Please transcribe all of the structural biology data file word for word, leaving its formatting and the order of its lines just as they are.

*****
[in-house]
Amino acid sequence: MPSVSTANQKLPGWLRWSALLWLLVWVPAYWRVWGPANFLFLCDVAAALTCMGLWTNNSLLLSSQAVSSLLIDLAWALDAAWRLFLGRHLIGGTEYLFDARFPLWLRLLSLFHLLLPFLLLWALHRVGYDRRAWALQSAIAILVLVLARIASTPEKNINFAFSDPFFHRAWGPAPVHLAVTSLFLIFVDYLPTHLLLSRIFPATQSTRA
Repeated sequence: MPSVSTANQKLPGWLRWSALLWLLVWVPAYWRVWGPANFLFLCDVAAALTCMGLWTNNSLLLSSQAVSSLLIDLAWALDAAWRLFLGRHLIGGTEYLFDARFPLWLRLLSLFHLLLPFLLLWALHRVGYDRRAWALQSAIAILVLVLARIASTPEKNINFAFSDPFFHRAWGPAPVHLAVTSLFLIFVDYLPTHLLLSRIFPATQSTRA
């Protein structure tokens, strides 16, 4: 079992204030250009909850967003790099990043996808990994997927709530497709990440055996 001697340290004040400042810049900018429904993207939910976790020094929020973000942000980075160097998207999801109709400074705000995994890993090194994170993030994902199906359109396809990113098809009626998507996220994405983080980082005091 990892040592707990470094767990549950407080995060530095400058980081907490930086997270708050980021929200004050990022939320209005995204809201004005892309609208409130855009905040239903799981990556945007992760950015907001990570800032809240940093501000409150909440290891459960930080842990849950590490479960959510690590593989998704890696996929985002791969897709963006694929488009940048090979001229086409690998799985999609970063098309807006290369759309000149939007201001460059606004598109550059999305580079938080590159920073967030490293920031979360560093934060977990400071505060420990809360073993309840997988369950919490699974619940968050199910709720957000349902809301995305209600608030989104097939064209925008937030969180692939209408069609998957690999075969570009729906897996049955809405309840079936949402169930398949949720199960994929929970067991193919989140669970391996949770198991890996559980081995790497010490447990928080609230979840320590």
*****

[in-house]
Amino acid sequence: MPSVSTANQKLPGWLRWSALLWLLVWVPAYWRVWGPANFLFLCDVAAALTCMGLWTNNSLLLSSQAVSSLLIDLAWALDAAWRLFLGRHLIGGTEYLFDARFPLWLRLLSLFHLLLPFLLLWALHRVGYDRRAWALQSAIAILVLVLARIASTPEKNINFAFSDPFFHRAWGPAPVHLAVTSLFLIFVDYLPTHLLLSRIFPATQSTRA
Repeated sequence: MPSVSTANQKLPGWLRWSALLWLLVWVPAYWRVWGPANFLFLCDVAAALTCMGLWTNNSLLLSSQAVSSLLIDLAWALDAAWRLFLGRHLIGGTEYLFDARFPLWLRLLSLFHLLLPFLLLWALHRVGYDRRAWALQSAIAILVLVLARIASTPEKNINFAFSDPFFHRAWGPAPVHLAVTSLFLIFVDYLPTHLLLSRIFPATQSTRA
């Protein structure tokens, strides 16, 4: 079992204030250009909850967003790099990043996808990994997927709530497709990440055996 001697340290004040400042810049900018429904993207939910976790020094929020973000942000980075160097998207999801109709400074705000995994890993090194994170993030994902199906359109396809990113098809009626998507996220994405983080980082005091 990892040592707990470094767990549950407080995060530095400058980081907490930086997270708050980021929200004050990022939320209005995204809201004005892309609208409130855009905040239903799981990556945007992760950015907001990570800032809240940093501000409150909440290891459960930080842990849950590490479960959510690590593989998704890696996929985002791969897709963006694929488009940048090979001229086409690998799985999609970063098309807006290369759309000149939007201001460059606004598109550059999305580079938080590159920073967030490293920031979360560093934060977990400071505060420990809360073993309840997988369950919490699974619940968050199910709720957000349902809301995305209600608030989104097939064209925008937030969180692939209408069609998957690999075969570009729906897996049955809405309840079936949402169930398949949720199960994929929970067991193919989140669970391996949770198991890996559980081995790497010490447990928080609230979840320590």